Meeting Unlikely to Break Disarmament Impasse, Diplomats Say

(Sep. 20) -The international Conference on Disarmament, shown meeting last year. Senior-level representatives from U.N. member nations have little chance in talks this week of ending a deadlock at the 65-nation body, according to diplomats (Fabrice Coffrini/Getty Images).
(Sep. 20) -The international Conference on Disarmament, shown meeting last year. Senior-level representatives from U.N. member nations have little chance in talks this week of ending a deadlock at the 65-nation body, according to diplomats (Fabrice Coffrini/Getty Images).

A meeting set for Friday of Cabinet-level delegates from U.N. member nations has little chance breaking a stalemate at the international Conference on Disarmament in Geneva, Switzerland, diplomats told Reuters yesterday (see GSN, July 22).

The 65-nation conference in 2009 broke a deadlock that had lasted for more than 10 years, agreeing to a work plan that addressed four issues: nuclear disarmament, a fissile material cutoff pact, the prohibition of space-based weapons, and an agreement by nuclear-armed states not to use their strategic weapons against nations that do not possess such armaments. Pakistan initially endorsed the plan, but later withdrew its consent and demanded further consideration of the program.

"We must not discount the possibility that, without a concerted dose of political will, this institution will atrophy into irrelevance," Laura Kennedy, the U.S. ambassador to the conference, said ahead of the planned meeting at the United Nations in New York.

The conference prepared the Biological Weapons Convention and Chemical Weapons Convention and worked intensively on the Comprehensive Nuclear Test Ban Treaty. However, the longtime impasse means the "sleepwalking" body should be given only one year to demonstrate progress, Canadian Ambassador Marius Grinius said.

Russian and U.S. agreement in April on a new bilateral nuclear arms control treaty has had little influence on the conference, disconcerting some officials (see related GSN story, today).

"There is a dynamic surrounding disarmament and nonproliferation, but the CD hasn't taken off. The CD is stuck in the middle of nowhere. It's a real problem," one Western diplomat said. "Nobody sees a way out."

As the possibility of agreement Friday on beginning fissile material cutoff talks has diminished, some officials have called for groups of nations to begin negotiations outside the conference, Reuters reported.

"I don't expect there to be a magic bullet that will produce immediate results," one envoy said. "There is no plan to walk away from the CD, but one could consider discussions in tandem."

The United States was previously unenthusiastic about such talks. "But after well over a decade of inaction in Geneva, new approaches may be called for," Kennedy said. "Patience is running out for many states, including the United States."

Pakistan has no intention of letting conference deliberations move forward , said Zamir Akram, the nation's ambassador to the conference. Akram referred to Islamabad's concerns about India's larger supply of fissile material and "discriminatory" nuclear trade pacts negotiated by New Delhi and Washington.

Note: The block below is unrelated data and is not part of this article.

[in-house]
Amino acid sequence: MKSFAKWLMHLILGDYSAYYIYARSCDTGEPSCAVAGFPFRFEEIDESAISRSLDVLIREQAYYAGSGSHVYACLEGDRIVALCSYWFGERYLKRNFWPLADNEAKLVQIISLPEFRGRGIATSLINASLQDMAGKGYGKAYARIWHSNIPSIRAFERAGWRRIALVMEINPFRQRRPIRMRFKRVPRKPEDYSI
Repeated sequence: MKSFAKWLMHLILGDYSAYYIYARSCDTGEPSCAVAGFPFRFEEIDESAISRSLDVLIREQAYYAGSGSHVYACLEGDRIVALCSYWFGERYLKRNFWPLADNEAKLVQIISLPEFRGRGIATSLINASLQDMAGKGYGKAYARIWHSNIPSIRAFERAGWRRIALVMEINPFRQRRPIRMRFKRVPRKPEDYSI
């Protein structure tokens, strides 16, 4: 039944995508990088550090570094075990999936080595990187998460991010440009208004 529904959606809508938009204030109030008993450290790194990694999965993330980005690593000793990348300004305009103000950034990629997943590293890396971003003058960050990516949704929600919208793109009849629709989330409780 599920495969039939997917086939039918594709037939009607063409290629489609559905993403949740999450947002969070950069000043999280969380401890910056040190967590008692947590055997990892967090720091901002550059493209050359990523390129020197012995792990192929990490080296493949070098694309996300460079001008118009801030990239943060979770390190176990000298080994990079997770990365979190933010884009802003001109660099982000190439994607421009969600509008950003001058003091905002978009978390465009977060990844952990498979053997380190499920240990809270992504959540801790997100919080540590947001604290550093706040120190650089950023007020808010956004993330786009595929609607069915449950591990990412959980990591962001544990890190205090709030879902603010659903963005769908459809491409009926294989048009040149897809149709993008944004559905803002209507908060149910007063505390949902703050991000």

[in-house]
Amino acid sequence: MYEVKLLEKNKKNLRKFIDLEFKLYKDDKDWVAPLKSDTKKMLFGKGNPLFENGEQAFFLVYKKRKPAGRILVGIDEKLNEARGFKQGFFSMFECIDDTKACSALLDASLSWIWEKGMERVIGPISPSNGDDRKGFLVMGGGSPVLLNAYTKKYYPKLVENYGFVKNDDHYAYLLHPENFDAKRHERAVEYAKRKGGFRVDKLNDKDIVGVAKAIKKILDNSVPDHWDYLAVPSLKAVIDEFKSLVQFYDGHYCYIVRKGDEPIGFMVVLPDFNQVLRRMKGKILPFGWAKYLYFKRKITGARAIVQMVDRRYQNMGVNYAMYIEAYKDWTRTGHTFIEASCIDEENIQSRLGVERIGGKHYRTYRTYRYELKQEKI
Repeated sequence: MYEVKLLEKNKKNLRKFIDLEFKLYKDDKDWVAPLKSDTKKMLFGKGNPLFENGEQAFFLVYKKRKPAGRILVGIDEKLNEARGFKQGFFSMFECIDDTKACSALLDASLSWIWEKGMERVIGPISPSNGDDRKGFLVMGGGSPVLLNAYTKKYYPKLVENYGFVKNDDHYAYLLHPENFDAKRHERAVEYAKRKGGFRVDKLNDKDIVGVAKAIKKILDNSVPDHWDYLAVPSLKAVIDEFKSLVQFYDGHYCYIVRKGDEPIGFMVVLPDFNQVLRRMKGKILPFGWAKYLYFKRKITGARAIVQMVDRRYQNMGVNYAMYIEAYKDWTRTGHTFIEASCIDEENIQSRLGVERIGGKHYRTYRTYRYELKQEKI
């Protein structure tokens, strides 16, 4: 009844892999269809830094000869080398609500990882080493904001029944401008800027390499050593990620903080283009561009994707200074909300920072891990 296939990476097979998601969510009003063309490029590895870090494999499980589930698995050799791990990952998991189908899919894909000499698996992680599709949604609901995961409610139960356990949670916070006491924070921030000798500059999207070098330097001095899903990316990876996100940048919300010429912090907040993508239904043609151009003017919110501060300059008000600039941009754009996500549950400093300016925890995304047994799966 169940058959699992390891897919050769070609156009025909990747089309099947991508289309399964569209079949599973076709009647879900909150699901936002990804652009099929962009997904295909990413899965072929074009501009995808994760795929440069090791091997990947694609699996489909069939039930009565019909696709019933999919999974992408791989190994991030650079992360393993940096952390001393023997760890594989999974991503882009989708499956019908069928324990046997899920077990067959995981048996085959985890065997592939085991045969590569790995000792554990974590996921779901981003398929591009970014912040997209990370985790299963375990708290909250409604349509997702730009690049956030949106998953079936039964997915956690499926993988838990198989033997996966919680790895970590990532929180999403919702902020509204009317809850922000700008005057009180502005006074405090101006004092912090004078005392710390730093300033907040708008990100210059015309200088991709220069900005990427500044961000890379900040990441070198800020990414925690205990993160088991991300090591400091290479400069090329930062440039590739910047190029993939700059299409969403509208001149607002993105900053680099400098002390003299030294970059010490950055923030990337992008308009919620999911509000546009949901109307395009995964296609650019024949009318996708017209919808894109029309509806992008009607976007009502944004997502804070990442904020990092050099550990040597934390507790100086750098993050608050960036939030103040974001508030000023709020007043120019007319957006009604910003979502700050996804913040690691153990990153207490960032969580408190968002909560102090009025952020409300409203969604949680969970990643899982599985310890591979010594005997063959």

"Pakistan's security concerns can be addressed only once we have developed sufficient capacity to ensure our deterrent is credible in the face of growing asymmetry," the Pakistani ambassador said. "My instructions are: 'We continue to maintain our position'" (Stephanie Nebehay, Reuters, Sept. 19).

Meanwhile, the International Atomic Energy Agency General Conference began today in Vienna, the Xinhua News Agency reported (Xinhua News Agency, Sept. 20). A debate over Israel's nuclear program is expected to be the major issue at the 151-nation meeting, Agence France-Presse reported (see GSN, Sept. 16).

Arab nations last week rebuffed Washington's plea not to resubmit a resolution demanding that Israel open its nuclear program to international scrutiny. Israel is widely presumed to be the only nuclear-armed nation in the Middle East, although Jerusalem has neither confirmed nor denied possessing nuclear weapons.

The nuclear body narrowly adopted the proposal in 2009, and IAEA Director General Yukiya Amano was ordered to "work with member states towards achieving" Israeli entry into the Nuclear Nonproliferation Treaty.

Arab governments, though, criticized Amano's report on his efforts as "weak and disappointing" and "devoid of any substance and not up to the typical level of the agency's reporting."

The Obama administration, though, warned that resubmitting last year's resolution could endanger a planned 2012 meeting on establishing a WMD-free zone in the Middle East (Agence France-Presse/Spacewar.com, Sept. 19).

Elsewhere, Amano last week received a request from Russia and the United States for his agency to oversee the elimination of their excess weapon-capable plutonium (see GSN, April 17; International Atomic Energy Agency release I, Sept. 17).

In Vienna, the IAEA governing board on Friday wrapped up a five-day meeting (International Atomic Energy Agency release II, Sept. 17).

Sudan appears likely to seek membership in the 35-nation body, the Sudan Vision reported yesterday (Sudan Vision, Sept. 19).

September 20, 2010
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A meeting set for Friday of Cabinet-level delegates from U.N. member nations has little chance breaking a stalemate at the international Conference on Disarmament in Geneva, Switzerland, diplomats told Reuters yesterday (see GSN, July 22).